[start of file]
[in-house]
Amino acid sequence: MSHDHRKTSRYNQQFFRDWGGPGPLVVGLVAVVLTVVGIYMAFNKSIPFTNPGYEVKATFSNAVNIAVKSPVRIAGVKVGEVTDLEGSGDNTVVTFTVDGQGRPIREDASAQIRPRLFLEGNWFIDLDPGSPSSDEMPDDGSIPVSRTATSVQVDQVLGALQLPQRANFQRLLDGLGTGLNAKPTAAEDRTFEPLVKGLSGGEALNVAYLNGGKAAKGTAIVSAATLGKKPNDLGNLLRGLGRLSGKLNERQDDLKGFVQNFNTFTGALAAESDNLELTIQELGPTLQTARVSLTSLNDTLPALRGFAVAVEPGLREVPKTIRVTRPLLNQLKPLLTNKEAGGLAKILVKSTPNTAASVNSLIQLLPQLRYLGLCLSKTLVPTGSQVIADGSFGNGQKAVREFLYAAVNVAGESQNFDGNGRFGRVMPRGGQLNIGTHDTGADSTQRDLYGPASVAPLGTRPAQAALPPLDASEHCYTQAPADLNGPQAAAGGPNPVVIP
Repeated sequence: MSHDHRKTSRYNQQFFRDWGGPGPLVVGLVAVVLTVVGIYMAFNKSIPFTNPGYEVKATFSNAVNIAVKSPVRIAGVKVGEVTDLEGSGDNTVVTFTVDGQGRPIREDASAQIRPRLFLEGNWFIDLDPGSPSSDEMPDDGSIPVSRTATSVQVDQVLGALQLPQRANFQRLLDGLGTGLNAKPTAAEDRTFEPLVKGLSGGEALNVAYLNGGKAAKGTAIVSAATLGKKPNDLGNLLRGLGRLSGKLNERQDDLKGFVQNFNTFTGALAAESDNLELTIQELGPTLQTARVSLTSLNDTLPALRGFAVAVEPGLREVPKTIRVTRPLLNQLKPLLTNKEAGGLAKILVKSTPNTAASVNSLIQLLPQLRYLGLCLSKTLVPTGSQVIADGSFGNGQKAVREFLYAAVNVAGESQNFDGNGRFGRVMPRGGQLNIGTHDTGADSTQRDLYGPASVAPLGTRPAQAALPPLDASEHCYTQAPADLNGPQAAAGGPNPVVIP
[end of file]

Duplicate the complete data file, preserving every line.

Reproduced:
[in-house]
Amino acid sequence: MSHDHRKTSRYNQQFFRDWGGPGPLVVGLVAVVLTVVGIYMAFNKSIPFTNPGYEVKATFSNAVNIAVKSPVRIAGVKVGEVTDLEGSGDNTVVTFTVDGQGRPIREDASAQIRPRLFLEGNWFIDLDPGSPSSDEMPDDGSIPVSRTATSVQVDQVLGALQLPQRANFQRLLDGLGTGLNAKPTAAEDRTFEPLVKGLSGGEALNVAYLNGGKAAKGTAIVSAATLGKKPNDLGNLLRGLGRLSGKLNERQDDLKGFVQNFNTFTGALAAESDNLELTIQELGPTLQTARVSLTSLNDTLPALRGFAVAVEPGLREVPKTIRVTRPLLNQLKPLLTNKEAGGLAKILVKSTPNTAASVNSLIQLLPQLRYLGLCLSKTLVPTGSQVIADGSFGNGQKAVREFLYAAVNVAGESQNFDGNGRFGRVMPRGGQLNIGTHDTGADSTQRDLYGPASVAPLGTRPAQAALPPLDASEHCYTQAPADLNGPQAAAGGPNPVVIP
Repeated sequence: MSHDHRKTSRYNQQFFRDWGGPGPLVVGLVAVVLTVVGIYMAFNKSIPFTNPGYEVKATFSNAVNIAVKSPVRIAGVKVGEVTDLEGSGDNTVVTFTVDGQGRPIREDASAQIRPRLFLEGNWFIDLDPGSPSSDEMPDDGSIPVSRTATSVQVDQVLGALQLPQRANFQRLLDGLGTGLNAKPTAAEDRTFEPLVKGLSGGEALNVAYLNGGKAAKGTAIVSAATLGKKPNDLGNLLRGLGRLSGKLNERQDDLKGFVQNFNTFTGALAAESDNLELTIQELGPTLQTARVSLTSLNDTLPALRGFAVAVEPGLREVPKTIRVTRPLLNQLKPLLTNKEAGGLAKILVKSTPNTAASVNSLIQLLPQLRYLGLCLSKTLVPTGSQVIADGSFGNGQKAVREFLYAAVNVAGESQNFDGNGRFGRVMPRGGQLNIGTHDTGADSTQRDLYGPASVAPLGTRPAQAALPPLDASEHCYTQAPADLNGPQAAAGGPNPVVIP